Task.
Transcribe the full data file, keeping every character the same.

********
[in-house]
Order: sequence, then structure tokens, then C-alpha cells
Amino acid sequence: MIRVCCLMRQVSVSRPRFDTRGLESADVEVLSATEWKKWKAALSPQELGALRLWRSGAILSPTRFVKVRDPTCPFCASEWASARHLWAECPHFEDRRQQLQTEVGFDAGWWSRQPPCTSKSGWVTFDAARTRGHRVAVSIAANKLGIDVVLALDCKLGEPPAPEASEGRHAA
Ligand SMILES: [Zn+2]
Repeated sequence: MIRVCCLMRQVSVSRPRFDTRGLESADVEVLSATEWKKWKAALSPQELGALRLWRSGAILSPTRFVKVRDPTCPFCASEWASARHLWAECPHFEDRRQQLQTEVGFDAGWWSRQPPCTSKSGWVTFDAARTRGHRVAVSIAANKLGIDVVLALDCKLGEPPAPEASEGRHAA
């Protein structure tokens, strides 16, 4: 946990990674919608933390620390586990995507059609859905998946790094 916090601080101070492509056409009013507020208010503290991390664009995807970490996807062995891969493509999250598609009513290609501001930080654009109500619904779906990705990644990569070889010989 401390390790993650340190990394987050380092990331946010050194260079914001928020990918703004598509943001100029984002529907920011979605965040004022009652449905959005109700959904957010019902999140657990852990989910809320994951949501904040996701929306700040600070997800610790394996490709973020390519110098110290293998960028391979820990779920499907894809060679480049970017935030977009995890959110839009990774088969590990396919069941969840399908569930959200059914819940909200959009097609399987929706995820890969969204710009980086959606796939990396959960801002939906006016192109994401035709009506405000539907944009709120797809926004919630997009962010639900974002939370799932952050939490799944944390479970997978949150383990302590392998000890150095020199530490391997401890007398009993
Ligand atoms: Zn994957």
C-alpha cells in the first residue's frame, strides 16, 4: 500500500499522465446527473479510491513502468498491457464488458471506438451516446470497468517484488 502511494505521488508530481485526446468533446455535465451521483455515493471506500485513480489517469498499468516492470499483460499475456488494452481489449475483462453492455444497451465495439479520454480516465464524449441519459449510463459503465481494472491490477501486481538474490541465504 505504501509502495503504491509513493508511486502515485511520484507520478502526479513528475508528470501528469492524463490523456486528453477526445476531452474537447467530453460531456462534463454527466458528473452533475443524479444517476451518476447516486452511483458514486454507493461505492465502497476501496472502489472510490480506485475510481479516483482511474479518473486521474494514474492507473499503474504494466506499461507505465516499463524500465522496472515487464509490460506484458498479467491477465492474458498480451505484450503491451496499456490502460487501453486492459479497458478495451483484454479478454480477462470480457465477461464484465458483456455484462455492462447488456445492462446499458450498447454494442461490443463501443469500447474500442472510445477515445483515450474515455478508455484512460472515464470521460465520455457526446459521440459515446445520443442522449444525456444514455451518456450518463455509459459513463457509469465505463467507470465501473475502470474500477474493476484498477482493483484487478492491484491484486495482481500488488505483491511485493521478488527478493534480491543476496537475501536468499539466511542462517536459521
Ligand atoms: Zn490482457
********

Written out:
[in-house]
Order: sequence, then structure tokens, then C-alpha cells
Amino acid sequence: MIRVCCLMRQVSVSRPRFDTRGLESADVEVLSATEWKKWKAALSPQELGALRLWRSGAILSPTRFVKVRDPTCPFCASEWASARHLWAECPHFEDRRQQLQTEVGFDAGWWSRQPPCTSKSGWVTFDAARTRGHRVAVSIAANKLGIDVVLALDCKLGEPPAPEASEGRHAA
Ligand SMILES: [Zn+2]
Repeated sequence: MIRVCCLMRQVSVSRPRFDTRGLESADVEVLSATEWKKWKAALSPQELGALRLWRSGAILSPTRFVKVRDPTCPFCASEWASARHLWAECPHFEDRRQQLQTEVGFDAGWWSRQPPCTSKSGWVTFDAARTRGHRVAVSIAANKLGIDVVLALDCKLGEPPAPEASEGRHAA
């Protein structure tokens, strides 16, 4: 946990990674919608933390620390586990995507059609859905998946790094 916090601080101070492509056409009013507020208010503290991390664009995807970490996807062995891969493509999250598609009513290609501001930080654009109500619904779906990705990644990569070889010989 401390390790993650340190990394987050380092990331946010050194260079914001928020990918703004598509943001100029984002529907920011979605965040004022009652449905959005109700959904957010019902999140657990852990989910809320994951949501904040996701929306700040600070997800610790394996490709973020390519110098110290293998960028391979820990779920499907894809060679480049970017935030977009995890959110839009990774088969590990396919069941969840399908569930959200059914819940909200959009097609399987929706995820890969969204710009980086959606796939990396959960801002939906006016192109994401035709009506405000539907944009709120797809926004919630997009962010639900974002939370799932952050939490799944944390479970997978949150383990302590392998000890150095020199530490391997401890007398009993
Ligand atoms: Zn994957």
C-alpha cells in the first residue's frame, strides 16, 4: 500500500499522465446527473479510491513502468498491457464488458471506438451516446470497468517484488 502511494505521488508530481485526446468533446455535465451521483455515493471506500485513480489517469498499468516492470499483460499475456488494452481489449475483462453492455444497451465495439479520454480516465464524449441519459449510463459503465481494472491490477501486481538474490541465504 505504501509502495503504491509513493508511486502515485511520484507520478502526479513528475508528470501528469492524463490523456486528453477526445476531452474537447467530453460531456462534463454527466458528473452533475443524479444517476451518476447516486452511483458514486454507493461505492465502497476501496472502489472510490480506485475510481479516483482511474479518473486521474494514474492507473499503474504494466506499461507505465516499463524500465522496472515487464509490460506484458498479467491477465492474458498480451505484450503491451496499456490502460487501453486492459479497458478495451483484454479478454480477462470480457465477461464484465458483456455484462455492462447488456445492462446499458450498447454494442461490443463501443469500447474500442472510445477515445483515450474515455478508455484512460472515464470521460465520455457526446459521440459515446445520443442522449444525456444514455451518456450518463455509459459513463457509469465505463467507470465501473475502470474500477474493476484498477482493483484487478492491484491484486495482481500488488505483491511485493521478488527478493534480491543476496537475501536468499539466511542462517536459521
Ligand atoms: Zn490482457